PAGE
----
Date Night (Blu-ray)
There was only one way a movie starring Tina Fey and Steve Carell could not be great, and that’s if the filmmakers told Fey and Carell to not be Fey and Carell. Unfortunately, it seems that’s exactly what happened. The film had moments, but overall I wanted more traditional comedy from the two superstars and less of them trying to be action heroes.
Carell and Fey are Phil and Claire Foster, a married couple stuck in a rut that decides to branch out and go have dinner in the city. But when they take another couple’s reservation, they get mistaken for that couple, who happens to be involved in blackmailing a top government official that may or may not have ties to the mob. So our heroes go on the run and must find a way to clear their name, enlisting the help of a shirtless Mark Wahlberg. There are several issues with the film that prevent it from ever taking off, but one of the main problems is that they tried to hard to create a twisting, complicated plot. The point is not to try and tell a government conspiracy story or anything like that, the point is to get the two comedians into humorous situations. It’s not complicated and in 88 minutes, they didn’t have time to develop the story they tried to tell. If they had stuck with the two comedians running from the mob boss, it would have given more time to Fey and Carell to provide some laughs and less time trying to figure out a subplot we didn’t care about anyway.
We also have some other subplots going on that would have done well if they had been explored further. The Fosters kept comparing themselves to their friends (played by Mark Ruffalo and Kristen Wiig) who were going through a divorce because their marriage became stale. Obviously, the Fosters are concerned they’ll suffer the same fate. This worked as an underlying issue they deal with while on the run, but it could have also been a source of laughs that instead got pushed to the side. A stale marriage is something that every married person can relate to and it felt like there were more things to explore with that idea.
I actually liked the addition of Mark Wahlberg’s Holbrooke character as it gave them a legitimacy that they otherwise wouldn’t have had. Since he actually knew what he was doing, it allowed the audience to accept some of the situations and some of the plot connectors. I also loved the running shirtless gag and enjoyed how everyone that came in contact with him had to mention it. But the single laugh-out-loud moment came when Carell impersonated Wahlberg to a hilarious degree. It made me want another like-scene in which Carell could play off the seriousness of Wahlberg.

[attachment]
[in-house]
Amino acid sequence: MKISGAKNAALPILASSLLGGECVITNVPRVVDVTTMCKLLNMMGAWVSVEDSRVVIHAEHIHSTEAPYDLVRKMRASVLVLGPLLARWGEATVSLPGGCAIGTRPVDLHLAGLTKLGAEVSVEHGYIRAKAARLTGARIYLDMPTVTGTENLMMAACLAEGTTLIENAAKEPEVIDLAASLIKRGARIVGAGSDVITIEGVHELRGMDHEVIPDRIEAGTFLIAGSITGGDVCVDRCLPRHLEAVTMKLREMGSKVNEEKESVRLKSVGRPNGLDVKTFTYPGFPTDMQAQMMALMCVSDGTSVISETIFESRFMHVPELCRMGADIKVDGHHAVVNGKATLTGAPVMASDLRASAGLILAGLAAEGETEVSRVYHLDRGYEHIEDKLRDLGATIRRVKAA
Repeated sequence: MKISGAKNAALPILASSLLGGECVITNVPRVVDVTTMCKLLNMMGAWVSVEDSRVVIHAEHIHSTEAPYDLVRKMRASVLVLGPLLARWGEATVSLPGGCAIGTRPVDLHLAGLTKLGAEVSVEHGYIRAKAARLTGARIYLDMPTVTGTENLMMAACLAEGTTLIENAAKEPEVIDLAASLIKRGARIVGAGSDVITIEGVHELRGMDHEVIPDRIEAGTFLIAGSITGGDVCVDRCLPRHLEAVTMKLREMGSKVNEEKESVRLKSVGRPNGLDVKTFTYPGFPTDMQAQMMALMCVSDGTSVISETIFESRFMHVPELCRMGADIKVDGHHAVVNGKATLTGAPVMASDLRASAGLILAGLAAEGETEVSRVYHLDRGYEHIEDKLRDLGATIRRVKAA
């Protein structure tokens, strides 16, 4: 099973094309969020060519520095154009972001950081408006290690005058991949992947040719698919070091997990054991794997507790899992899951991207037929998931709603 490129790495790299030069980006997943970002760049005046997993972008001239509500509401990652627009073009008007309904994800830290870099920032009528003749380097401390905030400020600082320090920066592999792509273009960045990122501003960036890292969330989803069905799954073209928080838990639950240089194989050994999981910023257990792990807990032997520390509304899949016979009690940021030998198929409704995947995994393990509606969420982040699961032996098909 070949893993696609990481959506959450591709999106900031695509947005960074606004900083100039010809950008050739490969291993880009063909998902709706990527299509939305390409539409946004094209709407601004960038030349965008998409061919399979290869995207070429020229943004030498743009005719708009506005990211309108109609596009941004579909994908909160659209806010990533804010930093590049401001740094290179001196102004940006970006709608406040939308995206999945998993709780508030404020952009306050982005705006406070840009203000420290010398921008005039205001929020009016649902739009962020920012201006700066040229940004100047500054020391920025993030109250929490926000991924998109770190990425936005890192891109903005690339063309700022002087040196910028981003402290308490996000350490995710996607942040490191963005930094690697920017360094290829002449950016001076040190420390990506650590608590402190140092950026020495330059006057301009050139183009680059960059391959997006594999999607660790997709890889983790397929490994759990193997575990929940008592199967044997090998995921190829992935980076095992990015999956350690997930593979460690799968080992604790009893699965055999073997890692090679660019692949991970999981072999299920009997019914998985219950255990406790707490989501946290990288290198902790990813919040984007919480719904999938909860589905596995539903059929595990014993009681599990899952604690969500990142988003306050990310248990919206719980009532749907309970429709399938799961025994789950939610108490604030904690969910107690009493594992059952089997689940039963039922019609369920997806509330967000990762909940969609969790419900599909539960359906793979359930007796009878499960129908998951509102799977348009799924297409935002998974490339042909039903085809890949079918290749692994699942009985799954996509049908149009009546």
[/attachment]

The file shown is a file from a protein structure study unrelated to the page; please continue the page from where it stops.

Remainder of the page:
Tina Fey’s strength comes with her comedy structure and the “unraveling” of comedy. As an actress, she’s not a naturally funny person and so I found myself not liking her as much in this as I have in her previous works. She, like Carell, is best when playing off someone else and we didn’t get enough of those moments. The whole film felt like it was being held back and the proof of this can be found on the outtakes, which turned out to be funnier than many of the scenes in the film.
Video: This transfer had some problems, most noticeably during dark scenes in the city. Although overall it is a decent transfer, there is some considerable grain/noise that can be distracting at times.
Audio: The audio was fine.
Deleted Scenes (5:47): These added nothing to the film but they were funny to watch, but that’s just because it’s Fey and Carell and they are funny no matter what.
Alt City (1:48): These were just alternate takes of some scenes, they were funny but we saw most of them during the credits.
Extended Scenes (10:25): It was good that these scenes were trimmed down because they added nothing to the plot, but they were worth the watch.
Directing 301 (21:48): This featurette follows director Shawn Levy and his crew as they work behind the scenes. They put a lot of work into this feature and it’s well worth the watch, you really don’t get too many features that aren’t full of film clips.
Disaster Dates (4:43): Just like it sounds, the cast and crew reminiscing about their bad dates. Not as many good stories as you would expect but worth the watch.
Directing Off Camera (3:46): This is really interesting to watch but hard to explain, basically Levy rolls the cameras and give direction during the scenes. He gives an introduction to this little featurette in which he explains everything.
Steve and Tina Camera Tests (3:10): Another introduction from Mr. Levy and then the screen test. Nothing too special here.
Gag Reel (5:49): Not a bad gag reel and quite fun to watch although there was some of that giggling at some unseen joke.
PSA’s (2:02): These were cute and a great way to promote a movie.